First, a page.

We had the usual things happen at Quantico that happen on any large base.  That is murders, rapes, suicides, assaults, thefts,  grinding auto accidents, homosexual activities, etc.  In the case of any crime that might be judged a felony we had to notify the NIS (Naval Investigating Service).  The latter was a pain in the neck.  They'd ignore just about anything but rapes and homosexual activity.  They'd be on those like a duck on a June bug.   



But one of the stranger things that happened on that tour involved a suicide that was so carefully planned that it amounted to pre-meditated murder.  Most suicides appear to be "spur of the moment events."  Few are.  What Psychologists call "suicidal ideation" is present for days, or sometimes months or years.  Tell you a secret.  The Minnesota Multiphasic Personality Inventory when my wife and I practiced psychology, consisted of 560 questions.  The first was:  "Do you like to read Popular Mechanics."  You may ask what that has to do with "crazy," and the only thing I can tell you is that question, along with the other 559 questions, produces a profile that is startlingly accurate in detecting aberrant thought patterns as well as possible psychosis.  Persons who take the test are told that their individual answers to questions will not be checked.  But I assure you that the two questions that bear on suicidal ideation are always checked.  You not infrequently see that Psychologists or Psychiatrists are sued.  The vast majority of these cases come from sexual contact with clients/patients.  The others usually come when a Mental Health Professional misses clues as to suicidal ideation.  And that's the reason you carry malpractice insurance.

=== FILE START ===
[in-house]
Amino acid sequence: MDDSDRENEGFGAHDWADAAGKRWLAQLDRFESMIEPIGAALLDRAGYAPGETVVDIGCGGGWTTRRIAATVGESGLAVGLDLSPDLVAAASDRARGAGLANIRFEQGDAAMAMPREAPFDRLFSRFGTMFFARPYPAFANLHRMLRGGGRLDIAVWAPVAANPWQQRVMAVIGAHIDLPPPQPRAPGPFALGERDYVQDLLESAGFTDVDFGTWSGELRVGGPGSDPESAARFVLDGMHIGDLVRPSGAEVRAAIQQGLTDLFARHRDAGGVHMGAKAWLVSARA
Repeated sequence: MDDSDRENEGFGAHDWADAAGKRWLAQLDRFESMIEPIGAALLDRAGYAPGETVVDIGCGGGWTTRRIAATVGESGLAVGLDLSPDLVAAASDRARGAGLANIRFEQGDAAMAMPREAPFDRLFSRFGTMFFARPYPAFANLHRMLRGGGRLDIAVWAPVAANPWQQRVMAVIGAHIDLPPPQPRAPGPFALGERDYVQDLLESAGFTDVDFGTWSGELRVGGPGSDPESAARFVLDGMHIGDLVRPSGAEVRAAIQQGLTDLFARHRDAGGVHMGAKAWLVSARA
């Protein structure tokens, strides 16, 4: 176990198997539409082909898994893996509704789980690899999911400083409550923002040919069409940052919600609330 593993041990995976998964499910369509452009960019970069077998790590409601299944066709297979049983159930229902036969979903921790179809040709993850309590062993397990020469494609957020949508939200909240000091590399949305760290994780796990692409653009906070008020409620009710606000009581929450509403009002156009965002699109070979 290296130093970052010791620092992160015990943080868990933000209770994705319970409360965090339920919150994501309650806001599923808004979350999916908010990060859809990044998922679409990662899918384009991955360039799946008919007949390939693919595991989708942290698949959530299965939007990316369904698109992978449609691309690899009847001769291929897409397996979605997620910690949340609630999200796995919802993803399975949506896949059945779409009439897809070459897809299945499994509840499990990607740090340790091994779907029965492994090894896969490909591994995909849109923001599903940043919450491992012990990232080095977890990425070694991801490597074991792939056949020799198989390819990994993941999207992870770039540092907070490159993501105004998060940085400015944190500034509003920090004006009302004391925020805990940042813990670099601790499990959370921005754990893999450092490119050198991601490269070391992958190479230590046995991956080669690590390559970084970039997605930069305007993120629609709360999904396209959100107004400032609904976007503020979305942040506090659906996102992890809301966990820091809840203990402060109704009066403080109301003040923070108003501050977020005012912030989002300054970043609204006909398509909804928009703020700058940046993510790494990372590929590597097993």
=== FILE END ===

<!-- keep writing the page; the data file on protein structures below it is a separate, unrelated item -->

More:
We had one female dependent of a Marine who lived off-base who went to a local gun dealer, and purchased a .38 cal revolver.  There was a three day waiting period in Virginia at that time, and at the end of that three days the woman went back to the gun store, picked up the weapon she had already paid for, proceeded to her home, and immediately committed suicide.